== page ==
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Wednesday, July 23, 2014

I Miss...Jacob?

An incredible thing happened the last time Jacob spent the night at a friend's.

I missed him.

I missed him, not because the house was quiet without him now that Cory is gone, but in his own right for no other reason than he is fabulous company.  Full stop.

I am ashamed to say I haven't been able to miss him all on his own without my grief for his sister bleeding over into it since she died.  Being able to recognize this feeling and name it was so much like coming up from anesthesia after a surgery.  It was murky and fleeting at first, but the consciousness grew stronger and the focus sharper over degrees as time went on.  And isn't that what grief does...completely immobilize you for a time?

I am grateful to have woken up at last, and I can only hope not too much damage has been done to my boy in the meantime.

You see, he is the most amazing little man.

Monday, July 21, 2014

Perspective Taking

The other day, I had the worst migraine.  To add insult to injury, it snuck up on me while I was having one of the best days I've had since I lost my Cory Girl.  The pain was debilitating.  I called my mother which is what I generally do when I feel the end is near.  She suggested, quite calmly, that I eat something and take some pain reliever.

Picture me in a sleep tee and boxers, feeling my way through my house with one hand up to shield my right eye, which had become to feel as if it would soon morph into a jelly-like fluid, and simply leak out of my eye socket.  I made it to the kitchen in this fashion, blindly felt for a yogurt in my fridge, and began the search for a spoon.  I could not see six inches in front of me, as paralyzing bolts of pain were shooting through my brain and eye by turns.  This migraine had gotten so bad, it had made its way into my teeth and jaw, as well.  I could not, by feel, locate a spoon in my silverware drawer, and instead of checking my dish drainer- normally a two second task- I just gave up and fumbled a fork out instead.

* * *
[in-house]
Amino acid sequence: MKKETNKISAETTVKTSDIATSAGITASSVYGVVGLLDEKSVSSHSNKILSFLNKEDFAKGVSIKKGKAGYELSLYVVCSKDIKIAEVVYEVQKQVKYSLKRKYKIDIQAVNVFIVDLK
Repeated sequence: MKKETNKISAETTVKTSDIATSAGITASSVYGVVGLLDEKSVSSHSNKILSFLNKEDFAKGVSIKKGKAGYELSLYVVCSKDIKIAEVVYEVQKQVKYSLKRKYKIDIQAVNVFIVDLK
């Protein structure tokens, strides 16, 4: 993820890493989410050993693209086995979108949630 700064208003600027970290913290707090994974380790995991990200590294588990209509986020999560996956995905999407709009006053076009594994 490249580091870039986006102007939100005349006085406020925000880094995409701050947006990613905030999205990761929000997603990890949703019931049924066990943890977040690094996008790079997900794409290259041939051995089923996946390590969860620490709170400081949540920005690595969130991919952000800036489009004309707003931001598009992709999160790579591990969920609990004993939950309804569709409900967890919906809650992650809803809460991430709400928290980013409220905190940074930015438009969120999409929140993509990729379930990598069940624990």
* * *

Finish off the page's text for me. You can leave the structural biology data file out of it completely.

I sat eating yogurt with a fork, thinking, which probably did my migraine no good at all.

But here's what I thought about:

This was some of the worst physical pain I had experienced, perhaps rivaled only by childbirth and the time I had to visit the e.r. because I couldn't poop.  And even though, I was hurting so badly, I felt better in my mind that I had for quite some time.  See, my depression had lifted in the last couple of days, and I was, for the first time I could remember in awhile, glad to be alive.

There are all sorts of pain in this world.  I, myself, would rather endure physical pain than emotional pain any day of the week.  As I came to this conclusion, I thought of the three people I have watched suffer intensely with mental health concerns- depression, anxiety, even psychosis.   How in the world did they even function?

Can't we remember this the next time we cross paths with someone who is struggling in this way?  Put ourselves in their shoes for just a moment?  Every task for them can be unbelievably difficult.  Cut them some slack, huh?

  No wonder once and awhile, they eat their yogurt with a fork.